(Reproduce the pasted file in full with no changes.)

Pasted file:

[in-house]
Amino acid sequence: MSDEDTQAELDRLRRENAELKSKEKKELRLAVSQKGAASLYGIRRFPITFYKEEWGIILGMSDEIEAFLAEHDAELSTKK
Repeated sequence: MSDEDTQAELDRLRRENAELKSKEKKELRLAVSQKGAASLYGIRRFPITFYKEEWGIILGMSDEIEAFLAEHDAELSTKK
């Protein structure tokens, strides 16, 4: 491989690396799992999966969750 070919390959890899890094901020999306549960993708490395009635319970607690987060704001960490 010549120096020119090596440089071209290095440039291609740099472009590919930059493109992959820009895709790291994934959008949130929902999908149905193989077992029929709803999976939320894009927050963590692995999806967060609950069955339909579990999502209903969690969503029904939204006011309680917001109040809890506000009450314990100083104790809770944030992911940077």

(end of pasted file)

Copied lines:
[in-house]
Amino acid sequence: MSDEDTQAELDRLRRENAELKSKEKKELRLAVSQKGAASLYGIRRFPITFYKEEWGIILGMSDEIEAFLAEHDAELSTKK
Repeated sequence: MSDEDTQAELDRLRRENAELKSKEKKELRLAVSQKGAASLYGIRRFPITFYKEEWGIILGMSDEIEAFLAEHDAELSTKK
């Protein structure tokens, strides 16, 4: 491989690396799992999966969750 070919390959890899890094901020999306549960993708490395009635319970607690987060704001960490 010549120096020119090596440089071209290095440039291609740099472009590919930059493109992959820009895709790291994934959008949130929902999908149905193989077992029929709803999976939320894009927050963590692995999806967060609950069955339909579990999502209903969690969503029904939204006011309680917001109040809890506000009450314990100083104790809770944030992911940077």